Back in May, I did a bit of website maintenance and mentioned a couple of tools I used, including one that detects broken links, which happens when a site is taken offline, or when a page has moved. Not only does it affect your visitor’s experience, it can also be detrimental to your Google ranking, as it is taken as a sign that your site is poorly maintained.
Believe it or not, I finally managed to delete all the bad links on this site, and in the process of it, I learned that this phenomenon has a name: linkrot (or link rot). As always with technological terminology, this term has mainly been borrowed in French, or translated literally with pourrissement des liens, although a periphrasis seems more popular: le problème des liens brisés/périmés/obsolètes is more commonly used.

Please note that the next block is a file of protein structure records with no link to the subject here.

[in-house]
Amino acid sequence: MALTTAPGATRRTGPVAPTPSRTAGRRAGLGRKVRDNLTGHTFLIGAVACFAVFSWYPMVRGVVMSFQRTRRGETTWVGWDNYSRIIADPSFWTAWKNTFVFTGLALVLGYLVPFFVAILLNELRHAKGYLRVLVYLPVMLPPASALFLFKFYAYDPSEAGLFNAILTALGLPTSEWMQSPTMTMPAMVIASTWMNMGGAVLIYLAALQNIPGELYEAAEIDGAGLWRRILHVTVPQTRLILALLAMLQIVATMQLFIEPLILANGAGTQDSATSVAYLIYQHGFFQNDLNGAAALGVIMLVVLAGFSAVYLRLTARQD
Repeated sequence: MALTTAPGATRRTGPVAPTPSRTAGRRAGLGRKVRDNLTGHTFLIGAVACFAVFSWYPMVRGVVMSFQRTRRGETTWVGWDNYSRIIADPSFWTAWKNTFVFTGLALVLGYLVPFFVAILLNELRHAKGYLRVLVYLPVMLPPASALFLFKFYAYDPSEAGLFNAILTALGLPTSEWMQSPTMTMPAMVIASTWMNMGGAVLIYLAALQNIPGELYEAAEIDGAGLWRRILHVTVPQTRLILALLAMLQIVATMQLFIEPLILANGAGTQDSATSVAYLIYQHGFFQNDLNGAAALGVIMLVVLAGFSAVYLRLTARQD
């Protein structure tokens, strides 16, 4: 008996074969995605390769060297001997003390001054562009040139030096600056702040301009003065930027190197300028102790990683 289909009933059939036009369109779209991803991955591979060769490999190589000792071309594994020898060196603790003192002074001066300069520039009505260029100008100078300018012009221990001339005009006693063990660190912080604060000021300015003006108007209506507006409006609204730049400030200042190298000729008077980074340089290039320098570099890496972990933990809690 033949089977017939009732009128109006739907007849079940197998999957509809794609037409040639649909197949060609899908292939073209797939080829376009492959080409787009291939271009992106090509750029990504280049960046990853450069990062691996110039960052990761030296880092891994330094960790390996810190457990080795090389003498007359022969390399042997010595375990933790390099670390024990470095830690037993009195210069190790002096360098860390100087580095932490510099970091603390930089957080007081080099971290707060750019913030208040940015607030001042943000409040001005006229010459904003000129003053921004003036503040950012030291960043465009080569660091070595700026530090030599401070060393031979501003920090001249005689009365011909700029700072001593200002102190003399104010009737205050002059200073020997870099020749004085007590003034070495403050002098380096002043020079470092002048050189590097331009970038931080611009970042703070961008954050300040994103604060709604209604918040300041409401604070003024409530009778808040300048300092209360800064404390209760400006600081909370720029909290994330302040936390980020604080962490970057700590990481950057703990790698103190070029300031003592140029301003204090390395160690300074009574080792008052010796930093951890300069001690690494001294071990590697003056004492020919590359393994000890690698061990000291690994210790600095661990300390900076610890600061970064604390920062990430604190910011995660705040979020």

This is certainly making me think twice about posting too many links, and instead of using a straight link to the content I’m referring to, I might now also quote the relevant passage so my blog posts don’t completely lose their substance with time. For Mac users out there, I found an excellent ally against link deliquescence.
Photo by me, on the Lindisfarne causeway
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